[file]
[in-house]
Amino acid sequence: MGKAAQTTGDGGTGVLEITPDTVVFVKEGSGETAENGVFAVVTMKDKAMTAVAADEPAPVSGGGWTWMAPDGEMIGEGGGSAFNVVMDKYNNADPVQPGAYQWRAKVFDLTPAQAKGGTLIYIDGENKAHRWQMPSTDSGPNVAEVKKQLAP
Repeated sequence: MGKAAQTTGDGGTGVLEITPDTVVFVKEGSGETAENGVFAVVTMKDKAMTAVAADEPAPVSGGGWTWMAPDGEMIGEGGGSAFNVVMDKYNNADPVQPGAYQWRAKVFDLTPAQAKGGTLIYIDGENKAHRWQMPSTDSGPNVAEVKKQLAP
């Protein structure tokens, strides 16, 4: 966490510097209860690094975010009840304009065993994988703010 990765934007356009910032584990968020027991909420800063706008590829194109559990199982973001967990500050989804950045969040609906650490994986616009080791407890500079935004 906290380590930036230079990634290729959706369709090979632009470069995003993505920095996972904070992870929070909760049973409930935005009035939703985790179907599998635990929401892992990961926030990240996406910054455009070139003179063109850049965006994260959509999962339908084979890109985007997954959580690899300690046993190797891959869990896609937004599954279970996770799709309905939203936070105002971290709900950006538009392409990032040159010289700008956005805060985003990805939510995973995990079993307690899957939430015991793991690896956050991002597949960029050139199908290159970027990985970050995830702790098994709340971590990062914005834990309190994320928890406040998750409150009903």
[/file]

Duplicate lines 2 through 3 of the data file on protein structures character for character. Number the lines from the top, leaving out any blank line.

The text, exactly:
Amino acid sequence: MGKAAQTTGDGGTGVLEITPDTVVFVKEGSGETAENGVFAVVTMKDKAMTAVAADEPAPVSGGGWTWMAPDGEMIGEGGGSAFNVVMDKYNNADPVQPGAYQWRAKVFDLTPAQAKGGTLIYIDGENKAHRWQMPSTDSGPNVAEVKKQLAP
Repeated sequence: MGKAAQTTGDGGTGVLEITPDTVVFVKEGSGETAENGVFAVVTMKDKAMTAVAADEPAPVSGGGWTWMAPDGEMIGEGGGSAFNVVMDKYNNADPVQPGAYQWRAKVFDLTPAQAKGGTLIYIDGENKAHRWQMPSTDSGPNVAEVKKQLAP